Economics of the Long Term Outlook
CBO's Long Term Outlook includes a number of variables on how the budget would look over the next 75 years. But they also show how the economy would fare under the two baseline scenarios: the Extended Baseline and the Alternative Fiscal Scenario. The Extended Baseline assumes that various temporary spending and tax policies expire and the sequester takes effect, while the AFS assumes the opposite.
Of course, when evaluating the effect of scenarios on the economy, one must ask: compared to what? For this, CBO uses an economic benchmark which assumes that the 2022 levels of debt as a percent of GDP and effective marginal rates in the Extended Baseline remain fixed over the long-term.
Both baselines include opposing effects and the estimate of their impact on the economy could vary widely depending on which effect is given more weight. In the case of the Extended Baseline, debt improves compared to 2022 levels, falling to to 59 percent of GDP in 2027 and 53 percent in 2037 (the years CBO evaluates). In the opposite direction, marginal tax rates increase from 2022 levels due to what is called "real bracket creep": because the income tax brackets are indexed for inflation and wage growth generally has been, and is projected to grow, faster than inflation, people end up in higher tax brackets over time. In addition, the reach of the Alternative Minimum Tax grows over time, pushing up tax rates.
Overall, the two opposing effects counteract each other relatively equally. In 2027, CBO projects that GDP could be 0.1 percent lower (their central estimate). In 2037, CBO projects that GDP could be 0.3 percent lower.
|Effect on GDP of CBO's Baseline Scenarios|
|Extended Baseline||Alternative Fiscal Scenario|
|2027||Range||-0.5% to 0.1%||-4.4% to 1.7%|
|2037||Range||-1.9% to 0.6%||More negative than -13% to 0.3%|
The Alternative Fiscal Scenario shows a different story. Debt is much higher as a percent of GDP in 2027 and 2037: 119 percent and 199 percent, respectively. At the same time, marginal rates would be lower due to the extension of the 2001/2003 tax cuts, which cut tax rates on both labor and capital. Also, real bracket creep would be eliminated because revenue is assumed to be kept at its 2022 share of GDP and the AMT's reach is limited.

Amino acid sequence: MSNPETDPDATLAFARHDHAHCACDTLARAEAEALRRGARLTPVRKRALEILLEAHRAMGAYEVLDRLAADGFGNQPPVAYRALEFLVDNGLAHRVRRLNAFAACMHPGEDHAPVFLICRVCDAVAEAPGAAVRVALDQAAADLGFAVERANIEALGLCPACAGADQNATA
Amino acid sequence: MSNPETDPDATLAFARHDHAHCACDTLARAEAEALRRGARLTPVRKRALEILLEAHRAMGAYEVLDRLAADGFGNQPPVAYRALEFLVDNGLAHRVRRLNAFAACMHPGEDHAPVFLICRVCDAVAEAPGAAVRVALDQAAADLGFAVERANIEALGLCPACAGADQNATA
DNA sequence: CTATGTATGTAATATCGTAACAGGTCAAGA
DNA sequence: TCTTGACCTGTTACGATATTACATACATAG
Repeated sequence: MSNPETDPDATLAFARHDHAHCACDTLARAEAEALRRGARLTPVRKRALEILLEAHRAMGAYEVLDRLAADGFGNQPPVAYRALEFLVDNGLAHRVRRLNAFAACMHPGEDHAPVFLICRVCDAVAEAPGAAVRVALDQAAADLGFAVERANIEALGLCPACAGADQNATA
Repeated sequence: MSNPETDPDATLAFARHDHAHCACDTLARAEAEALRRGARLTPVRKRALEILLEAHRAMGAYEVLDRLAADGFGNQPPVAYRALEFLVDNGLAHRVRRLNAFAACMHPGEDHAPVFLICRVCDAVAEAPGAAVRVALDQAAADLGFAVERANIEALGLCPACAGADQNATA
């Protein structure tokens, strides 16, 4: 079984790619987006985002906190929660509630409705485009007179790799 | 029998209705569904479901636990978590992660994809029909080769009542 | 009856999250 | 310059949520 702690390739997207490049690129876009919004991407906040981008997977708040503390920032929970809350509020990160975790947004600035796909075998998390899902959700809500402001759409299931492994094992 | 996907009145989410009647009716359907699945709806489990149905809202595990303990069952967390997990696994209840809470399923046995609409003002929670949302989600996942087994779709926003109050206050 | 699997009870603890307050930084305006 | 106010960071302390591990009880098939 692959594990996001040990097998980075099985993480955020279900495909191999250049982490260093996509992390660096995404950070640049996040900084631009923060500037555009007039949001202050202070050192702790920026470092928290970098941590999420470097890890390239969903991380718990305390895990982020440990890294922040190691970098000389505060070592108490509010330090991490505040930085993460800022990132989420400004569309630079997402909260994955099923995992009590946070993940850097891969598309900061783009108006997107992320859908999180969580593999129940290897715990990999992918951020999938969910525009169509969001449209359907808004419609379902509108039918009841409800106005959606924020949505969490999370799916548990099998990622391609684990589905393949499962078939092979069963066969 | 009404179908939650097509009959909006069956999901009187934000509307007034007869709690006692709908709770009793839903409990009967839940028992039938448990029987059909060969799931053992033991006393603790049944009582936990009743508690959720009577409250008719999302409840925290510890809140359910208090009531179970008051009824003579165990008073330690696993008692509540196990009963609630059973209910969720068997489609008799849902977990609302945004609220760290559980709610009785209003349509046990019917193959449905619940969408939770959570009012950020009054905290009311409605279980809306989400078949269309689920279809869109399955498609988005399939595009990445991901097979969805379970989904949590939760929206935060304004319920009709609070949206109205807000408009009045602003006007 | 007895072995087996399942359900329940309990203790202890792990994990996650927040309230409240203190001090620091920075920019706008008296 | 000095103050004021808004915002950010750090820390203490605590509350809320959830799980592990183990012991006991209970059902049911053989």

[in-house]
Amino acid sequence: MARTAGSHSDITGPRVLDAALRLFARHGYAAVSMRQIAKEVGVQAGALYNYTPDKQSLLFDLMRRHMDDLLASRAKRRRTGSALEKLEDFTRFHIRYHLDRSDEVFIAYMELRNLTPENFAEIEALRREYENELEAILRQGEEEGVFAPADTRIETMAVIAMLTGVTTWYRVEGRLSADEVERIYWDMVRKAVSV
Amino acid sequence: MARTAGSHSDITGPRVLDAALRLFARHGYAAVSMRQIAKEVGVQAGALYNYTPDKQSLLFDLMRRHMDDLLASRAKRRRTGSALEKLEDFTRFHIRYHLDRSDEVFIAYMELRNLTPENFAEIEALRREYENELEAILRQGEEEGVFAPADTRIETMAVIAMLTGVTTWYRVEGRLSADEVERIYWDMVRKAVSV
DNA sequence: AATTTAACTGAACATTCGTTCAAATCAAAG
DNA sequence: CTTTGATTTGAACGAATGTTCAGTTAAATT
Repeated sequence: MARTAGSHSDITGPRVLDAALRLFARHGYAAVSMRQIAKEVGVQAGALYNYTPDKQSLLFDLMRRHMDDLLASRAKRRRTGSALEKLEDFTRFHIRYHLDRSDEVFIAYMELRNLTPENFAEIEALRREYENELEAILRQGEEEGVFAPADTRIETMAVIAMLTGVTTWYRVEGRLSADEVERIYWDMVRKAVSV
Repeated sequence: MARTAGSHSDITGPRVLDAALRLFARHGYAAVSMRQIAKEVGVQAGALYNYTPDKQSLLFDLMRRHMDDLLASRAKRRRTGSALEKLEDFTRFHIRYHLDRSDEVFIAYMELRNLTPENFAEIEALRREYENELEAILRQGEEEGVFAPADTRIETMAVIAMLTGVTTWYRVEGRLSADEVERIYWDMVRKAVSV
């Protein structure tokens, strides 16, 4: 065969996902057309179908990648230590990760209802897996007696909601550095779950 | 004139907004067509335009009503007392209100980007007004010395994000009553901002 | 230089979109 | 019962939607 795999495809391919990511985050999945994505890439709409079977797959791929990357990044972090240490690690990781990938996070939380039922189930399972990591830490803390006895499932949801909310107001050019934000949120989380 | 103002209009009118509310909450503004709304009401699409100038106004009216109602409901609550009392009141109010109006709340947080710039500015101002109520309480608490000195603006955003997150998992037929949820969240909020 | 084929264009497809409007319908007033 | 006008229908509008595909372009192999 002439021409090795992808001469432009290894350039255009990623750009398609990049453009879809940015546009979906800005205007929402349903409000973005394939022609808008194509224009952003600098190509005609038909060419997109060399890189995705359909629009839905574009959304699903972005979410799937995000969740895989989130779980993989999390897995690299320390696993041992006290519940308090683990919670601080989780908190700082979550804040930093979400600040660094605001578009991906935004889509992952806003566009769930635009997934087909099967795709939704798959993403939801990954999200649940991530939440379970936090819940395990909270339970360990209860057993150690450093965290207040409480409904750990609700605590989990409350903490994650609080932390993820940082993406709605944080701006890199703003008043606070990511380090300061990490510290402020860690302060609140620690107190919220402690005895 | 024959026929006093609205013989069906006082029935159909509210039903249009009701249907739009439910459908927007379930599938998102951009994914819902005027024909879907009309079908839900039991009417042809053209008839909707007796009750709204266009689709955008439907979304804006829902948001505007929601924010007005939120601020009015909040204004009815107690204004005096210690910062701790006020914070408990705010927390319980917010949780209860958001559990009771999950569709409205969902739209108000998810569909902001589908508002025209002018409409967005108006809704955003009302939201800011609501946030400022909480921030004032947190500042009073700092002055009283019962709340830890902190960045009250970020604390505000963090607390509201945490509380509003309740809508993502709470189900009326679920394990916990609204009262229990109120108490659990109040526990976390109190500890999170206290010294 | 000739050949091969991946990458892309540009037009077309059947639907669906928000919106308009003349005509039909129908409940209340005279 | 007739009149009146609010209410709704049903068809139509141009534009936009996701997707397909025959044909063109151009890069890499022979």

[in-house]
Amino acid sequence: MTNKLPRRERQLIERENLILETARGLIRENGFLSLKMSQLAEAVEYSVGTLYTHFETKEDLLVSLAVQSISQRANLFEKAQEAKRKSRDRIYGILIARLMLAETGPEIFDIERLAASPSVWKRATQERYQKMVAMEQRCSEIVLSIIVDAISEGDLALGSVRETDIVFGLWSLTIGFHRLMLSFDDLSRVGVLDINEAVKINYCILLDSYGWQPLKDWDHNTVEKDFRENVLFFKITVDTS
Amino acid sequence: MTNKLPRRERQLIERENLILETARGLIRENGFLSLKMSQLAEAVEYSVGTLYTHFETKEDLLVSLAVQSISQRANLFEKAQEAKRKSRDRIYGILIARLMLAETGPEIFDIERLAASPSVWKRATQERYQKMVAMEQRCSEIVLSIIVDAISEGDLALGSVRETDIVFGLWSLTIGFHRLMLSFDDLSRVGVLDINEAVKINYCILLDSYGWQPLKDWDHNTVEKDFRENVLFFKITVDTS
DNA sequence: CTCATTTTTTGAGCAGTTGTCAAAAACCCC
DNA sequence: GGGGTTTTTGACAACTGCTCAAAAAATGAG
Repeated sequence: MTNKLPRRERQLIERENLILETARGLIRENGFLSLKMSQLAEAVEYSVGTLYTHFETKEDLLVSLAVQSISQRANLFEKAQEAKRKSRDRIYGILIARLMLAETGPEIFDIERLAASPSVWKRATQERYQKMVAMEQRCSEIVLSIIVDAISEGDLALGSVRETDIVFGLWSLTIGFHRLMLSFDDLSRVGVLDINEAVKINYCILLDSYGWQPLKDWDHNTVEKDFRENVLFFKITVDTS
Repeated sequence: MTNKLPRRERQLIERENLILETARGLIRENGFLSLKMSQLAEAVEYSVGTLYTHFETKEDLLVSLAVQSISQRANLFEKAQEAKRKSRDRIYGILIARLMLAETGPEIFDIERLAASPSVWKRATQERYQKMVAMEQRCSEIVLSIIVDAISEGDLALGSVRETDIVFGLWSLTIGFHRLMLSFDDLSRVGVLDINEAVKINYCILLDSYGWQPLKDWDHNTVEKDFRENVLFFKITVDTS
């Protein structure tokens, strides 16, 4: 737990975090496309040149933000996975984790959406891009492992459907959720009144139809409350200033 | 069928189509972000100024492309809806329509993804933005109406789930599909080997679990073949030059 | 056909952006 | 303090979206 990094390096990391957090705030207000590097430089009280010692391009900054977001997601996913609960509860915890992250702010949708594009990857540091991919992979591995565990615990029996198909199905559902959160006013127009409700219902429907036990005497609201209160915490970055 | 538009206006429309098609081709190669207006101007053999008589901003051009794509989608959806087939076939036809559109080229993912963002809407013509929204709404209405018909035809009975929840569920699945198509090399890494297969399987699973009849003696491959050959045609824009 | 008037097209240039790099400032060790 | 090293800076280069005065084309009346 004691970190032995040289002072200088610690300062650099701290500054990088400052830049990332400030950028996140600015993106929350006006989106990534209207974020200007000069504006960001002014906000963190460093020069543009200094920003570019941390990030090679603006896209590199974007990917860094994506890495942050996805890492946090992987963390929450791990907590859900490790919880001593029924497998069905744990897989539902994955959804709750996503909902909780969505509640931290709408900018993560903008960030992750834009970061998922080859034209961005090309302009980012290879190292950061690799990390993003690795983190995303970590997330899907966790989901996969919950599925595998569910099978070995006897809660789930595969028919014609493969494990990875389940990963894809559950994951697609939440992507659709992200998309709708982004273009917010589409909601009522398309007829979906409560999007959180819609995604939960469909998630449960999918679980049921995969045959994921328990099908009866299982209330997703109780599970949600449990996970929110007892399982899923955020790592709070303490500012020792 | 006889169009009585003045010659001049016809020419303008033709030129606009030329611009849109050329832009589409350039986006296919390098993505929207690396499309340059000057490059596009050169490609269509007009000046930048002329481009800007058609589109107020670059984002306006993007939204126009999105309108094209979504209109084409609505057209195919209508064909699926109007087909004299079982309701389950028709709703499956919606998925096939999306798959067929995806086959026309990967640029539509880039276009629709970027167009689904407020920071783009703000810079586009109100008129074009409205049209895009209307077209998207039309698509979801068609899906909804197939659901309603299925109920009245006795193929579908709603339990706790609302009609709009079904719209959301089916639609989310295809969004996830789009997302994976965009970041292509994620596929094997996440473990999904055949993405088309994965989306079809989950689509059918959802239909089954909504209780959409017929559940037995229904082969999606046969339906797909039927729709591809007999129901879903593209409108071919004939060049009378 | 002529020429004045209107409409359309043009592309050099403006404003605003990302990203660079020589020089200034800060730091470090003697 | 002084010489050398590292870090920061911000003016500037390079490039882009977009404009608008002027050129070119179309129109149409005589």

For the AFS, CBO comes down more negative, projecting that the effects of higher debt outweighs the lower tax rates. In 2027, CBO projects that GDP could be 1.9 percent lower. In 2037, GDP could be 6.6 percent lower. As the report says:
Increased government borrowing generally draws money away from (crowds out) private investment in productive capital, leading to a smaller stock of capital and lower output in the long run than would otherwise be the case. Deficits generally have that effect on private investment because the portion of people’s savings used to buy government securities is not available to finance private investment.
Note also that CBO says "more negative than -13 percent" for the lower bound of that estimate since, as they say, "Debt would reach 250 percent of GDP by 2035 under the assumptions leading to these estimates. CBO’s model cannot reliably estimate output after debt reaches that amount, in the agency’s judgment. The values for the effect on output shown in the table are for 2035; the effect would be larger in 2037."
It's pretty clear that in terms of impacts on the economy, the Extended Baseline would be more beneficial than the AFS. In fact, the AFS gets debt to levels high enough that CBO feels there is not enough historical precedent to reliably estimate the economic effects. Of course, this analysis does not include the Extended Baseline's effects on the short-term economy and does not account for the across-the-board nature of some of the policies involved (i.e. the sequester), both of which we know are drawbacks.
It would be far better to have lawmakers discuss a debt reduction plan that gradually phases in over the near-term to avoid severely damaging the short-term economy, while making pro-growth reforms to spending programs and the tax code over the longer-term. That would likely be far, far better than either of the scenarios CBO projects.